Jun 13

Keyword intensity in an online resume is important if you want to get noticed. The reason for this is simple. We live in an age of computers, utilized to save time and manpower which equates to saving money. Scanning software is used by many if not most HR professionals to perform the first scan of a resume looking for keywords related to the qualifications of that particular job. If the right mix of keywords are found then the resume is reviewed by a human being. If two or more resumes have the same keywords then the quantity or number of keywords on the resume will determine the order of priority that each resume is given. Continue reading »

Jun 07

If you are sending your resume by email, don’t send the same version that you would use if you were submitting by mail. You should create a plain text version of your resume with a limit of no more than 65 characters per line (including spaces).

How do you do this? First open your resume and perform a “save as” function – choose “plain text” as your option. Next, select the entire document and change the font to Courier 12 pt. Finally, change your margins so that the left margin is set at 1 inch, and the right at 1.75 inch. Your recipient’s email software may convert the font to whatever their default may be, but your lines will have less than 65 characters.

Never send your resume as an attachment. Instead, copy and paste the entire text of the resume in the body of your email message. It’s a good idea to email it to yourself and/or a friend to see how it looks; then you can address any additional formatting issues before sending it to potential employers.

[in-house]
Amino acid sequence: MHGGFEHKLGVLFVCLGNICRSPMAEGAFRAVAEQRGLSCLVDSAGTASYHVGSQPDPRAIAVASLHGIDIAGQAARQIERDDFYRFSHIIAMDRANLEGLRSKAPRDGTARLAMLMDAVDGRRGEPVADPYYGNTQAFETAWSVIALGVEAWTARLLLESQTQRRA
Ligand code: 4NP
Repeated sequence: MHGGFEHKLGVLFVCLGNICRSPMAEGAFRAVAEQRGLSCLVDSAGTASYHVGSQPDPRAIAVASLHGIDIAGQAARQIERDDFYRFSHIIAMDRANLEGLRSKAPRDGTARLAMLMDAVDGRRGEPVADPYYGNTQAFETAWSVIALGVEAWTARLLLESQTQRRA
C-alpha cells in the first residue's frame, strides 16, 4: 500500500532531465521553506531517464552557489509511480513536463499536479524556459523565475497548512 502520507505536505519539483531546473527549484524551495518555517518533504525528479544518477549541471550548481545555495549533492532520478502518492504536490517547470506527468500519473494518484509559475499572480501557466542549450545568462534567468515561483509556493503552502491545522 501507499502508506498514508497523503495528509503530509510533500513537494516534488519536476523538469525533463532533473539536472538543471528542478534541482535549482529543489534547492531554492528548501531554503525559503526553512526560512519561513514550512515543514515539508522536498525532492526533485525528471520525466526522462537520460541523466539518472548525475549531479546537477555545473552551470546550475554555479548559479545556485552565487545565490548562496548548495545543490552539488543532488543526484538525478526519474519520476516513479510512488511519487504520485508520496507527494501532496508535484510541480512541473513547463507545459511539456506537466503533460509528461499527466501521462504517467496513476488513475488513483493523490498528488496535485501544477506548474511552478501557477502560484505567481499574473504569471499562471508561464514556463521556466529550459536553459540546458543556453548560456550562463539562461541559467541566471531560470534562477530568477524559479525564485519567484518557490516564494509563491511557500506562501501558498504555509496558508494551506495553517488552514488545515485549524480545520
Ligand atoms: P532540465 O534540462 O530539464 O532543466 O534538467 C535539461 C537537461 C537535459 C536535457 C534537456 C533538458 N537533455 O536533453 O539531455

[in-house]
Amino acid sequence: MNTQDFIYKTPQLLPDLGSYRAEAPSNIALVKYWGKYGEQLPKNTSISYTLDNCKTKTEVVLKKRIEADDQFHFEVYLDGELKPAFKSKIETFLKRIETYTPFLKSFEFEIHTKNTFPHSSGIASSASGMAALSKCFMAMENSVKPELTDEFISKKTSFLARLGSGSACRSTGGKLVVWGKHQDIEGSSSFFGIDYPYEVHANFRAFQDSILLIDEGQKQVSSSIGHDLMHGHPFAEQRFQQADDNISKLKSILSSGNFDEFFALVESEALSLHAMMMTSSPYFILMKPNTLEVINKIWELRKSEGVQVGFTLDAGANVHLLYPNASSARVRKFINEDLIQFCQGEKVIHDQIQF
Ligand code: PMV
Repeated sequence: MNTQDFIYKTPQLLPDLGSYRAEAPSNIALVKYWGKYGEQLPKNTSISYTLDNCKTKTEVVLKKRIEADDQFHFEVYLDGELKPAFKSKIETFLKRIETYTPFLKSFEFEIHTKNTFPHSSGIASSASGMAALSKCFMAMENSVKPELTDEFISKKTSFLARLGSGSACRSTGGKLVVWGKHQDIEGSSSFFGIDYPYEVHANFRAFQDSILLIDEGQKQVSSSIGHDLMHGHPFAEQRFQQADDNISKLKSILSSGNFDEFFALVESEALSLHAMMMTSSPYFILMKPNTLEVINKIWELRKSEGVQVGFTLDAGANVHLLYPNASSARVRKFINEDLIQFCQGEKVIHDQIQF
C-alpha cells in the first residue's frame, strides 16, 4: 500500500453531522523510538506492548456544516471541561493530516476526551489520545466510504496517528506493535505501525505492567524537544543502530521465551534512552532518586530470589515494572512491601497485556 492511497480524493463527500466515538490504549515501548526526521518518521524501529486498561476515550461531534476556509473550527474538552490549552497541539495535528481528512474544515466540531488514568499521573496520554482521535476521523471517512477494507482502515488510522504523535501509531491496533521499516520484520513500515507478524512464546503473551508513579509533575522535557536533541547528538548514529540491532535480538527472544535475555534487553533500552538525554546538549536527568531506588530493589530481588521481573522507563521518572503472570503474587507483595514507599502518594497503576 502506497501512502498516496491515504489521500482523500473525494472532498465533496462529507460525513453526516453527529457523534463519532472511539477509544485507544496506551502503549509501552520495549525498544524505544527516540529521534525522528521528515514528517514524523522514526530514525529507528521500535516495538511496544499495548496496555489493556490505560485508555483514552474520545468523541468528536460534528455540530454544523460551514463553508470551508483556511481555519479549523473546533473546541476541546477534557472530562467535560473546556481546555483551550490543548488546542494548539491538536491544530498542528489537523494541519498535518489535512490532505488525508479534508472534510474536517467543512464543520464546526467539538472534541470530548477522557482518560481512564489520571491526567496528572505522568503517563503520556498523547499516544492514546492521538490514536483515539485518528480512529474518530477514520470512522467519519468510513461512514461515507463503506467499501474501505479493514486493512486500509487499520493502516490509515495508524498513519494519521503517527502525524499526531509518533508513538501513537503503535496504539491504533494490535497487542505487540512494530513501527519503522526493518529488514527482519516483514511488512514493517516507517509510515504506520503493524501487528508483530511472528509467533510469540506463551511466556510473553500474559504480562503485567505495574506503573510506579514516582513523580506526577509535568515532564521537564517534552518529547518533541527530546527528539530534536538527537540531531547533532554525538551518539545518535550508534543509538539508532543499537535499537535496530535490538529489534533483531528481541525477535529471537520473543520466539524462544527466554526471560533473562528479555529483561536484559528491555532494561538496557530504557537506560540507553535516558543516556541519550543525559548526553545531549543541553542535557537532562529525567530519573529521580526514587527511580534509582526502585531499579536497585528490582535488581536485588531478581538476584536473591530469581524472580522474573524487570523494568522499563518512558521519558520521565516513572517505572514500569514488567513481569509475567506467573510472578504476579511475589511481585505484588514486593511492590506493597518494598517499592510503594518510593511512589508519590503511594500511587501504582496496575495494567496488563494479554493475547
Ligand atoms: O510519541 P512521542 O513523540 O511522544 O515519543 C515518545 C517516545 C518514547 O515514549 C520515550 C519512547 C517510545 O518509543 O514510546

Here are some additional tips for email your resume:

• In the subject line, list the job title or job code from the ad you are responding to
• Introduce yourself with a short cover letter (also in the body of the message)
• Carefully and thoroughly follow the application instructions listed in the ad

It only takes a split second to delete an email. Follow the rules, and yours won’t be deleted.

Jun 05

No matter how professional the content of your resume, it won’t be noticed – or even seen – by hiring managers if you don’t pay equal attention to its physical appearance, meaning the selection of paper and the quality of the print job.

A good rule of thumb for selecting resume paper is to use any shade of white or ivory. As tempting as it may be, never choose colored paper or paper with a background design, even if you feel it represents your personality. Employers want to see a professional-looking resume; they are much more interested in your job qualifications than your favorite color. Graphics can distract from the real purpose of the resume.